On Thursday February 15, all of the immigration proposals put to a vote in the U.S. Senate failed to garner the necessary sixty votes.  Along with a bill modeled after the president's immigration framework, the Senate voted on two other compromise bills: McCain-Coons (John McCain and Chris Coons) and Collins-King (Susan Collins and Angus King).

The McCain-Coons proposal would have granted amnesty to 1.8 million DREAMers in exchange for roughly $3 billion in border security funding.  The Collins-King proposal provided amnesty for 1.8 million DREAMers and $25 billion in border security funding and prevented DREAMers from sponsoring their parents.

All three bills fell well short of the sixty votes necessary to overcome a potential filibuster.  Collins-King failed 54-45; Coons-McCain failed 52-47; Grassley's proposal, modeled after Trump's framework, failed 39-60.

While none of the proposals garnered the necessary sixty votes, Trump's framework proved the most unpopular.  The overwhelming majority of the Democrats opposed it, along with pro-immigration Republicans and hard-line conservatives opposed to any form of amnesty.

The fact that Trump's proposal garnered the least votes led some to declare it the least viable approach.  His proposed cuts to legal immigration seem to have angered Democrats the most, and only three Democrats voted for his framework.

The problem with the Collins-King and McCain-Coons approach is the same as the problem with our last two attempts at an immigration deal.  Both attempts failed because they couldn't garner conservative support.  To a conservative, an amnesty without a change to current laws amounts to an increase in immigration.  The overwhelming majority of conservatives balked at this approach last time around.

This time around, the vast majority of Senate Republicans rejected this approach.  Only seven Republicans supported the King-Collins proposal, the more popular of the two, which still failed 54-45.  Getting to 60 votes with 49 Democrats and 11 unhappy Republicans is not the recipe for compromise.  We've been here before.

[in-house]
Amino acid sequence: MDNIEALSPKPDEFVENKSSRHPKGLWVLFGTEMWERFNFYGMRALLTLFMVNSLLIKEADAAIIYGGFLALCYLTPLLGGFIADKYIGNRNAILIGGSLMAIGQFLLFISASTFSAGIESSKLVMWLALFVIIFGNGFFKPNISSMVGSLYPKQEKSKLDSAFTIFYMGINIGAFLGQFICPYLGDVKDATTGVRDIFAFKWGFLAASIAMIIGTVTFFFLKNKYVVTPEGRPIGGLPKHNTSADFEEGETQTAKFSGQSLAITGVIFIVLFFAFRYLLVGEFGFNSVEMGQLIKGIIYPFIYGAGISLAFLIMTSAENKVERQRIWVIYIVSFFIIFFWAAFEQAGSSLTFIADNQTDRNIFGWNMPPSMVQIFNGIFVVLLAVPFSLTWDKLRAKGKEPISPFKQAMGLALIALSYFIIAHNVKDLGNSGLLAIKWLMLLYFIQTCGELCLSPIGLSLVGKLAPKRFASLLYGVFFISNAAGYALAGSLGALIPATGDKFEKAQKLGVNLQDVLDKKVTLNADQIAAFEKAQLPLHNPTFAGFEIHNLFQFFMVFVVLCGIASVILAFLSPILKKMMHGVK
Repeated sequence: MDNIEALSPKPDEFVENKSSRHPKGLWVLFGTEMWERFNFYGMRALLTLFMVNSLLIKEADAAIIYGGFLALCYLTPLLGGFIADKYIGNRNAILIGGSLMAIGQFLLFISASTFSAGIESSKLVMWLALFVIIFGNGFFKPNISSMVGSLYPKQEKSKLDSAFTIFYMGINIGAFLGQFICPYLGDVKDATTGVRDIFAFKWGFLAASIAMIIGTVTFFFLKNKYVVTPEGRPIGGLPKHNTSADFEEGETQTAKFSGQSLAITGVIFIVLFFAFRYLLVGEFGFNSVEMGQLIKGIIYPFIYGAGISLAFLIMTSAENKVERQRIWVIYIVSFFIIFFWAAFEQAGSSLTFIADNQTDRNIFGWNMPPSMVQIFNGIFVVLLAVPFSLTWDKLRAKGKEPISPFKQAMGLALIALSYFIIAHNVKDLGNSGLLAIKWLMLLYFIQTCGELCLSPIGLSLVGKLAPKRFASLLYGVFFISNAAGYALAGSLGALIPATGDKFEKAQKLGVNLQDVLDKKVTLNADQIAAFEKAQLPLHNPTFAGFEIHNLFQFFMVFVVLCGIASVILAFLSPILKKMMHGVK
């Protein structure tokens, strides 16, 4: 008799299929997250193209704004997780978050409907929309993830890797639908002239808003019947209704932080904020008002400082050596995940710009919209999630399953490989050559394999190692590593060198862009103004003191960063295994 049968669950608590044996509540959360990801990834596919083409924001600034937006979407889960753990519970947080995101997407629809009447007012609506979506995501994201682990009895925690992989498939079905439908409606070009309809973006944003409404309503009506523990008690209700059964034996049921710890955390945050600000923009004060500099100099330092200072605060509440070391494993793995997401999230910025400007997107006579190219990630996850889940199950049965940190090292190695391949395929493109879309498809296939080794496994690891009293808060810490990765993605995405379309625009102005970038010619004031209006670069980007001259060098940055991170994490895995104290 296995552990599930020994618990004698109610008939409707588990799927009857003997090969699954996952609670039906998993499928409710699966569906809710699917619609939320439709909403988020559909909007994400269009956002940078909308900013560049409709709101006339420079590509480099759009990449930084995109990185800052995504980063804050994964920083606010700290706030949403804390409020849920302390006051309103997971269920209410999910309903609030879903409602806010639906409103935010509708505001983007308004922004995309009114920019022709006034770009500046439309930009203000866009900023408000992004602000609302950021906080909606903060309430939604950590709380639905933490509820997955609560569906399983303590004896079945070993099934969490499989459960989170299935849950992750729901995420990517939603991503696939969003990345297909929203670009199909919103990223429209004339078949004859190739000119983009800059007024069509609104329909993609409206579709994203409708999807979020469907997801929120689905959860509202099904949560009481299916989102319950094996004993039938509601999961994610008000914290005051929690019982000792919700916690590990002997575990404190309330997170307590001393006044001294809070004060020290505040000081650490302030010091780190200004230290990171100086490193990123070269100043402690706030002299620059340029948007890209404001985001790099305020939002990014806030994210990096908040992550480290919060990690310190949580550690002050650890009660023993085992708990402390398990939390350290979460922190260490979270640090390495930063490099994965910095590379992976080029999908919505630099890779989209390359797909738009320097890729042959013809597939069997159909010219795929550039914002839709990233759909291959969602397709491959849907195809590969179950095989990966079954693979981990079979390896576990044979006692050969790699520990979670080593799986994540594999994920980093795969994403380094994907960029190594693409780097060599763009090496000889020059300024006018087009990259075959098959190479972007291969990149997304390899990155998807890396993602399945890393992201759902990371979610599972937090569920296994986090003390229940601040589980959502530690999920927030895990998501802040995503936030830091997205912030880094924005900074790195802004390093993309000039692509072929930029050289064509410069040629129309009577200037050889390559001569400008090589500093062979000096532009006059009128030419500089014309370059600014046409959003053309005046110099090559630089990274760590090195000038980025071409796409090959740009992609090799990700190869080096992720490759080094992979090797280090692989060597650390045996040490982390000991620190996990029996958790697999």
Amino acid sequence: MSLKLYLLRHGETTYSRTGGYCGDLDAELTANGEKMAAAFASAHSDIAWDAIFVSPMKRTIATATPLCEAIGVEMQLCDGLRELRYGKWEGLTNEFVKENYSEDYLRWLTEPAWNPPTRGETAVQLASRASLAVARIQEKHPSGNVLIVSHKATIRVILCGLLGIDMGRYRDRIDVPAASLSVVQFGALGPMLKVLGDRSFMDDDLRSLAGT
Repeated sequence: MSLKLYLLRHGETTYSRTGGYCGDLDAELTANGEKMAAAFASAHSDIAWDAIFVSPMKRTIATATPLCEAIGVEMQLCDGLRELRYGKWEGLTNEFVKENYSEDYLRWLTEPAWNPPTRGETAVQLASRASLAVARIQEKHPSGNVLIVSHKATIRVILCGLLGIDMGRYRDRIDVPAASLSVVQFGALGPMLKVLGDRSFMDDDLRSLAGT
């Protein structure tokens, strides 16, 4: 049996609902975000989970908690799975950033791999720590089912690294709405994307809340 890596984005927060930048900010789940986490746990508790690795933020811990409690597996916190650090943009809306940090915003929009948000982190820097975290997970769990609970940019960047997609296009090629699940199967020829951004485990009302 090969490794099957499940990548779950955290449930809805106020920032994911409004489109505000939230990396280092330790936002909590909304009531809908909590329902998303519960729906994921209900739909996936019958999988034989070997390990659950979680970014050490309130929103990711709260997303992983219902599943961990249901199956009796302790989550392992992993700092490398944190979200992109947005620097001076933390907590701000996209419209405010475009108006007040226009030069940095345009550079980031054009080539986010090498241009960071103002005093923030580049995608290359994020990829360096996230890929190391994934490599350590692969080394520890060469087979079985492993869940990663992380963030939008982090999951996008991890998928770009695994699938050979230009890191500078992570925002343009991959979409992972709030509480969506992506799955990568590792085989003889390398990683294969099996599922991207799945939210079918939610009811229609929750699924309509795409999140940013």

The last time we tried this, the House of Representatives didn't even put it to a vote because of massive conservative backlash.  Even if such an approach succeeded, it would tear the GOP apart, and many of the more centrist Republicans would get primaried.  If you think polarization is bad now, just wait.

Democrats hate the idea of trading cuts in legal immigration for a partial amnesty.  To them, that would amount to meeting racists halfway.  They would rather let DACA disappear than compromise with a position they believe is motivated by racial prejudice.

Over the last fifty years, the United States has experienced massive demographic change, driven almost entirely by immigration.  The foreign-born share of our population is nearing a historic high and will soon surpass the mark set in the early 20th century.

This dramatic demographic shift will have massive political, cultural, environmental, and other impacts.  If you're a conservative, you have to be cautious about this type of radical change.  Additionally, much of our current immigration wave comes not from Europe or Latin America, but from radically different cultures with massively divergent social norms.

Democrats also need to remember that political stability often requires compromise with people whose views you find repugnant.  Americans are deeply divided on a multitude of issues, immigration being but one.  If we reject compromise, we condemn ourselves to gridlock and political dysfunction.

Trump's framework may be our last best hope to resolve this issue in a way that is palatable to both sides.  It balances an amnesty with limited cuts to legal immigration, and it implements the necessary enforcement measures to ensure that this amnesty doesn't encourage a new wave of illegal immigration.  If Democrats are serious about helping the DREAMers – and finding a solution for the rest of the illegal alien population – they will embrace Trump's framework.